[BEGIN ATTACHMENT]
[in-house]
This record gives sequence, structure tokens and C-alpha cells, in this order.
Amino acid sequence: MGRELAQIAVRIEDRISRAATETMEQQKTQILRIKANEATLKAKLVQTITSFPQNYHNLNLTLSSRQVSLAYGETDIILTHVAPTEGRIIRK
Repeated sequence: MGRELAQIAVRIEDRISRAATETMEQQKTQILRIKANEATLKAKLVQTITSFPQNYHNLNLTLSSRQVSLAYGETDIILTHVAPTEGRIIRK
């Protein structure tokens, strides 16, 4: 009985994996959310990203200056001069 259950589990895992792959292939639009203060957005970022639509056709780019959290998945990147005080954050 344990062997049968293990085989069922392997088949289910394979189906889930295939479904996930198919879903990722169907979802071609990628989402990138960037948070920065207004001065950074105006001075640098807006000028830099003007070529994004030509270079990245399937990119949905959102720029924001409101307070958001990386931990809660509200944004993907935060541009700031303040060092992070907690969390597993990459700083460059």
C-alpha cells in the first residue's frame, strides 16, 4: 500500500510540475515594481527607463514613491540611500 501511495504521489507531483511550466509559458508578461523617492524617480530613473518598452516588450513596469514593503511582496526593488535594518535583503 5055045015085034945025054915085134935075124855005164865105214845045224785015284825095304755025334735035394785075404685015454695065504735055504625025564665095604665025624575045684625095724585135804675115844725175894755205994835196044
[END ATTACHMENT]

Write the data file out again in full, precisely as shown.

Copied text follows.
[in-house]
This record gives sequence, structure tokens and C-alpha cells, in this order.
Amino acid sequence: MGRELAQIAVRIEDRISRAATETMEQQKTQILRIKANEATLKAKLVQTITSFPQNYHNLNLTLSSRQVSLAYGETDIILTHVAPTEGRIIRK
Repeated sequence: MGRELAQIAVRIEDRISRAATETMEQQKTQILRIKANEATLKAKLVQTITSFPQNYHNLNLTLSSRQVSLAYGETDIILTHVAPTEGRIIRK
């Protein structure tokens, strides 16, 4: 009985994996959310990203200056001069 259950589990895992792959292939639009203060957005970022639509056709780019959290998945990147005080954050 344990062997049968293990085989069922392997088949289910394979189906889930295939479904996930198919879903990722169907979802071609990628989402990138960037948070920065207004001065950074105006001075640098807006000028830099003007070529994004030509270079990245399937990119949905959102720029924001409101307070958001990386931990809660509200944004993907935060541009700031303040060092992070907690969390597993990459700083460059």
C-alpha cells in the first residue's frame, strides 16, 4: 500500500510540475515594481527607463514613491540611500 501511495504521489507531483511550466509559458508578461523617492524617480530613473518598452516588450513596469514593503511582496526593488535594518535583503 5055045015085034945025054915085134935075124855005164865105214845045224785015284825095304755025334735035394785075404685015454695065504735055504625025564665095604665025624575045684625095724585135804675115844725175894755205994835196044